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Thinking time is money could be expensive mistake - August-06-12
Source: The Times - Law
An obsession with the “billable hour” has led to junior employees being overworked and long-term strategic challenges being overlooked at many professional services firms, according to academics.
Although the traditional practice of accountants, lawyers and consultants to charge clients by the hour has been called into question since the economic downturn, as clients increasingly demand big discounts and capped rates, it remains the system used by most firms as the main measure of their employees’ performance, the academics said.
Pressure on employees to rack up the number of hours charged has increased significantly in recent years as firms become bigger and more centrally controlled. This has been exacerbated by the recession as managements try to keep utilisation rates high to compensate for falling fees. Andre Spicer, of Cass Business School, said that big advisory firms had become so obsessed with the number of hours their employees bill that their traditional partnership values and professional ethos had been eroded.
Professor Spicer said: “If you look at the history of how professional services firms were run, there used to be a strong professional ethos, it was all about collegiality and partnership. But as the big firms have become more like corporations ... billable hours have become more and more important.
“They talk about client service [being their primary focus], but in fact if you just scratch the surface what you find is billable hours still dominates.”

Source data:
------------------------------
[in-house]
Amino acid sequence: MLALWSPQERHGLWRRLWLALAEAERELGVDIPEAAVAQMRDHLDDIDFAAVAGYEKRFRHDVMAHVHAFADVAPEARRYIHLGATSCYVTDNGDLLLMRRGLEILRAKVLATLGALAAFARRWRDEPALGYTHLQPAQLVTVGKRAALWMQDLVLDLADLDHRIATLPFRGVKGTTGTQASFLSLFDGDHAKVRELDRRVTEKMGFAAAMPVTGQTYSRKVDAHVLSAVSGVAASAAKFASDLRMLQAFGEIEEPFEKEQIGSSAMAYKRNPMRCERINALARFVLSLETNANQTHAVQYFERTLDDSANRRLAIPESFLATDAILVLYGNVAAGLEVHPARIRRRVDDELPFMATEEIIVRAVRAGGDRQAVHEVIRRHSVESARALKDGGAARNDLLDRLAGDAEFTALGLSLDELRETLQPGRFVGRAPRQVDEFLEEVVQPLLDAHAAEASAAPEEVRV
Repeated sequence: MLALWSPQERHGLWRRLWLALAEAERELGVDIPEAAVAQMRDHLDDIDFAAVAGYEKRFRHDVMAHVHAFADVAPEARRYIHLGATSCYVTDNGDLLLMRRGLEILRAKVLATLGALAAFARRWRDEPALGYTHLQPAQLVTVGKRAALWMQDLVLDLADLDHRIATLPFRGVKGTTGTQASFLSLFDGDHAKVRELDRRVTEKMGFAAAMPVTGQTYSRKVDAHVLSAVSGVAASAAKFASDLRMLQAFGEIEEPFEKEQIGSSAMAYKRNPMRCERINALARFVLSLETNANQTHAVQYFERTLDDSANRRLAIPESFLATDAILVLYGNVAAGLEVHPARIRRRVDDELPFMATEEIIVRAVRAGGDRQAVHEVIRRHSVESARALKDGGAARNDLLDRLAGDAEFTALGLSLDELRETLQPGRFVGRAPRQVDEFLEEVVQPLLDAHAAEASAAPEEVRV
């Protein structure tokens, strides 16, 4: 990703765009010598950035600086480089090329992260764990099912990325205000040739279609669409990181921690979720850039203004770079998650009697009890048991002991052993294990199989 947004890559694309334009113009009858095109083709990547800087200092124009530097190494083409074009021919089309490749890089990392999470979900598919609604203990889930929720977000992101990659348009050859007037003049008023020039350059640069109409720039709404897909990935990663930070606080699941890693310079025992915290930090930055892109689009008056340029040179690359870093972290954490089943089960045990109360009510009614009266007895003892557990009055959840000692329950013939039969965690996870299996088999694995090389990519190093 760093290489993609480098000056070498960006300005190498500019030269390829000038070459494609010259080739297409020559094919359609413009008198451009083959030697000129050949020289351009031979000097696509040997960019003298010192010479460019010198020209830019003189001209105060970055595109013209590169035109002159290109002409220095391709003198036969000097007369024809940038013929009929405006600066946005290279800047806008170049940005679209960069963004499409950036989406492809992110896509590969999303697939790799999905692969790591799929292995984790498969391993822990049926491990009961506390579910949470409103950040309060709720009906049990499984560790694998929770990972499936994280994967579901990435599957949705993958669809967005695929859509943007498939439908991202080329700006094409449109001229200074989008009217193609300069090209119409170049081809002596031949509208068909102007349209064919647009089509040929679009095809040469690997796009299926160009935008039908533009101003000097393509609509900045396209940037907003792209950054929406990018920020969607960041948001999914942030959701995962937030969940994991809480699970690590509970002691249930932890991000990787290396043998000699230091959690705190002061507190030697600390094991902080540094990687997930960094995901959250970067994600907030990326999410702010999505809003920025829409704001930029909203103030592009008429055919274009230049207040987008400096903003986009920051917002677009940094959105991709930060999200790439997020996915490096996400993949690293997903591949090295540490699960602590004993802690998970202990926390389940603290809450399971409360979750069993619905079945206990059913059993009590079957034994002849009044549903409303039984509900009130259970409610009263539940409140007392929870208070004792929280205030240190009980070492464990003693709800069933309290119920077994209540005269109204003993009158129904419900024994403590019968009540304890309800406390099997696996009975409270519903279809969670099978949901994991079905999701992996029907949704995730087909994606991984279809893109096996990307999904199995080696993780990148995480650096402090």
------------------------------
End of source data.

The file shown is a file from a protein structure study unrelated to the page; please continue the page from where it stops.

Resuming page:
Professor Spicer and Johan Alvehus, of Lund University in Sweden, spent two years studying a group of tax lawyers at one of the Big Four accountancy firms. They found that the consultants were encouraged to bill as many hours as possible to increase their chances of making it to partner, often at the expense of spending time on developing their skills.
“It is something that actually encourages active game-playing, intervention and entrepreneurial manipulation,” the study found.
Non-billable tasks would have to be completed in their own time, resulting in gruelling hours being the norm at most big firms, Professor Spicer said.
This was at odds with a desire among a new generation of professionals for more flexible working arrangements and a better work-life balance, he said. Big firms could struggle to attract and retain the best young people if they do not address the problem.
“Most of them are really young, straight out of university when they start, and they don’t know any better. They’re shocked [at the long hours] at first. They very quickly get used to it and think this is reality, this is how things are. They learn to spend a lot of time gaming the system but after a few years realise it isn’t working very well.
“They’ve put on ten kilograms because they never get time to exercise, they haven’t seen their best friends in three or four months. When that kicks in, people start asking questions, asking about alternatives. Big firms are going to have to grapple with it.”
James Knight, managing partner of Keystone Law, one of a new breed of law firms that have tried to change the traditional business model, said: “There are no signs that the culture in the larger firms is changing. What is changing is there are more alternatives to the larger firms and more people looking for more work-life balance and more flexibility.”
“The larger firms still maintain a basic ethos of: ‘If you can’t stand the heat, get out of the kitchen. That’s who we are and if you don’t like it, go elsewhere.’ ”
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